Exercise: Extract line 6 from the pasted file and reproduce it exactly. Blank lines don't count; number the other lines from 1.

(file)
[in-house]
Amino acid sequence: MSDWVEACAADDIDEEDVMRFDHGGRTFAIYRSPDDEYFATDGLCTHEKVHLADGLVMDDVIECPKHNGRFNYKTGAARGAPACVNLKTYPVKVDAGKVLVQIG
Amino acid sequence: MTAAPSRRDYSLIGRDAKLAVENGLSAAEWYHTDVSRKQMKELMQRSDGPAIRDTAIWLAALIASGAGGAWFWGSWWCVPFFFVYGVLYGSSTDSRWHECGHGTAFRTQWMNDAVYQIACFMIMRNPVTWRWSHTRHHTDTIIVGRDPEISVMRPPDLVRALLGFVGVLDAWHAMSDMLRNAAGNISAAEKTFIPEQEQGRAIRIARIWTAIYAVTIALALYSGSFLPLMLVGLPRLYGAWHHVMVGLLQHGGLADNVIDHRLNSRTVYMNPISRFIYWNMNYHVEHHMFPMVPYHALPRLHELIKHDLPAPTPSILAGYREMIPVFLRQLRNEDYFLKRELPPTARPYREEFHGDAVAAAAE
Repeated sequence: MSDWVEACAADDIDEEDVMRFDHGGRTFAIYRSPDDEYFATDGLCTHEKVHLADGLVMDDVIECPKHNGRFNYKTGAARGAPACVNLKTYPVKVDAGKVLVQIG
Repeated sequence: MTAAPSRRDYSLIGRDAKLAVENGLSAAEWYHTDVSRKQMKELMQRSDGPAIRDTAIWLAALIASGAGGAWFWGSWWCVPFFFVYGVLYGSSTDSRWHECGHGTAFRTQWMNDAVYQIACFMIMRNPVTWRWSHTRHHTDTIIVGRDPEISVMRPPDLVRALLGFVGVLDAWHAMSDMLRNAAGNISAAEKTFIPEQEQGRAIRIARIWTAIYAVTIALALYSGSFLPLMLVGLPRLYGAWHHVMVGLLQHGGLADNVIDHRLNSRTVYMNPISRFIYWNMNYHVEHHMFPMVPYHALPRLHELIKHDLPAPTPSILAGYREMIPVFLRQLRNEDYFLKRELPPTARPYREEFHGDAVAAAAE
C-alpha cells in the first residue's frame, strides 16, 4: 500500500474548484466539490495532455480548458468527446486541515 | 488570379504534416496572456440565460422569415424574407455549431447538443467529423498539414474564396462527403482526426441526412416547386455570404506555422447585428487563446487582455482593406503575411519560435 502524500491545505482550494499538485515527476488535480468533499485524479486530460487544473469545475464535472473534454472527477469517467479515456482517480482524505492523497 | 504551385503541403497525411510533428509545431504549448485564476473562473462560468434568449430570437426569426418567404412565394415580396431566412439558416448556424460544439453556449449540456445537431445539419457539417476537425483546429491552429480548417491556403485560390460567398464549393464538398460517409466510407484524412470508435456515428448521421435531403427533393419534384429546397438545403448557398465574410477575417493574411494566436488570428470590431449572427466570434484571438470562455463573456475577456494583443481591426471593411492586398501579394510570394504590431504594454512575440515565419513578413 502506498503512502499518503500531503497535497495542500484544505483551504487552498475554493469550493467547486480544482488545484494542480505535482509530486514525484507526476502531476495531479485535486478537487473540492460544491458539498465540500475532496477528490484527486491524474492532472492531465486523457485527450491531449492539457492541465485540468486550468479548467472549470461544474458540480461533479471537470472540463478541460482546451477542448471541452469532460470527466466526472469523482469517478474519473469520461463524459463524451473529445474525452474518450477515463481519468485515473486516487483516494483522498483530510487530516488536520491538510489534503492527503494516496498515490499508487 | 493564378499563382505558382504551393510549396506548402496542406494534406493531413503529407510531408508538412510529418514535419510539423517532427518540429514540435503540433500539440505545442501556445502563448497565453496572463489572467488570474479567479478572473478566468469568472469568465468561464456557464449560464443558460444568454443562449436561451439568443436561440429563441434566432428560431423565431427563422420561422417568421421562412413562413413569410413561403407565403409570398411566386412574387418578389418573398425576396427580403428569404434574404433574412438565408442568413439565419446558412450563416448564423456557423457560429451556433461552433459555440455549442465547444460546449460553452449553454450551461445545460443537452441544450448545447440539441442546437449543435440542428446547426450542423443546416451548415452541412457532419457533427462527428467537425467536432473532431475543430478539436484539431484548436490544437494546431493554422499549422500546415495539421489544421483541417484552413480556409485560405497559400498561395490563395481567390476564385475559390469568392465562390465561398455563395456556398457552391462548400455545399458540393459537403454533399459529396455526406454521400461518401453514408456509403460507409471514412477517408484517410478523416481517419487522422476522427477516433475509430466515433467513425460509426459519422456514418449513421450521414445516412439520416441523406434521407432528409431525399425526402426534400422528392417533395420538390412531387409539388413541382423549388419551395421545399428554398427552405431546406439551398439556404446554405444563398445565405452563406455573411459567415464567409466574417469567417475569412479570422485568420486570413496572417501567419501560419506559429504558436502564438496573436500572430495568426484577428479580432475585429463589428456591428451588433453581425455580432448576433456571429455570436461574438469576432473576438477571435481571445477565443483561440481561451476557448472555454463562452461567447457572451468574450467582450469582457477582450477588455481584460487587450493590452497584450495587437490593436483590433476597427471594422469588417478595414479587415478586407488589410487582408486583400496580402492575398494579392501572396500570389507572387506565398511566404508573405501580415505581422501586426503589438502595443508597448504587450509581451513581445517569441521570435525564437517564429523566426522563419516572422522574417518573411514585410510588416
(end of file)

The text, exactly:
C-alpha cells in the first residue's frame, strides 16, 4: 500500500474548484466539490495532455480548458468527446486541515 | 488570379504534416496572456440565460422569415424574407455549431447538443467529423498539414474564396462527403482526426441526412416547386455570404506555422447585428487563446487582455482593406503575411519560435 502524500491545505482550494499538485515527476488535480468533499485524479486530460487544473469545475464535472473534454472527477469517467479515456482517480482524505492523497 | 504551385503541403497525411510533428509545431504549448485564476473562473462560468434568449430570437426569426418567404412565394415580396431566412439558416448556424460544439453556449449540456445537431445539419457539417476537425483546429491552429480548417491556403485560390460567398464549393464538398460517409466510407484524412470508435456515428448521421435531403427533393419534384429546397438545403448557398465574410477575417493574411494566436488570428470590431449572427466570434484571438470562455463573456475577456494583443481591426471593411492586398501579394510570394504590431504594454512575440515565419513578413 502506498503512502499518503500531503497535497495542500484544505483551504487552498475554493469550493467547486480544482488545484494542480505535482509530486514525484507526476502531476495531479485535486478537487473540492460544491458539498465540500475532496477528490484527486491524474492532472492531465486523457485527450491531449492539457492541465485540468486550468479548467472549470461544474458540480461533479471537470472540463478541460482546451477542448471541452469532460470527466466526472469523482469517478474519473469520461463524459463524451473529445474525452474518450477515463481519468485515473486516487483516494483522498483530510487530516488536520491538510489534503492527503494516496498515490499508487 | 493564378499563382505558382504551393510549396506548402496542406494534406493531413503529407510531408508538412510529418514535419510539423517532427518540429514540435503540433500539440505545442501556445502563448497565453496572463489572467488570474479567479478572473478566468469568472469568465468561464456557464449560464443558460444568454443562449436561451439568443436561440429563441434566432428560431423565431427563422420561422417568421421562412413562413413569410413561403407565403409570398411566386412574387418578389418573398425576396427580403428569404434574404433574412438565408442568413439565419446558412450563416448564423456557423457560429451556433461552433459555440455549442465547444460546449460553452449553454450551461445545460443537452441544450448545447440539441442546437449543435440542428446547426450542423443546416451548415452541412457532419457533427462527428467537425467536432473532431475543430478539436484539431484548436490544437494546431493554422499549422500546415495539421489544421483541417484552413480556409485560405497559400498561395490563395481567390476564385475559390469568392465562390465561398455563395456556398457552391462548400455545399458540393459537403454533399459529396455526406454521400461518401453514408456509403460507409471514412477517408484517410478523416481517419487522422476522427477516433475509430466515433467513425460509426459519422456514418449513421450521414445516412439520416441523406434521407432528409431525399425526402426534400422528392417533395420538390412531387409539388413541382423549388419551395421545399428554398427552405431546406439551398439556404446554405444563398445565405452563406455573411459567415464567409466574417469567417475569412479570422485568420486570413496572417501567419501560419506559429504558436502564438496573436500572430495568426484577428479580432475585429463589428456591428451588433453581425455580432448576433456571429455570436461574438469576432473576438477571435481571445477565443483561440481561451476557448472555454463562452461567447457572451468574450467582450469582457477582450477588455481584460487587450493590452497584450495587437490593436483590433476597427471594422469588417478595414479587415478586407488589410487582408486583400496580402492575398494579392501572396500570389507572387506565398511566404508573405501580415505581422501586426503589438502595443508597448504587450509581451513581445517569441521570435525564437517564429523566426522563419516572422522574417518573411514585410510588416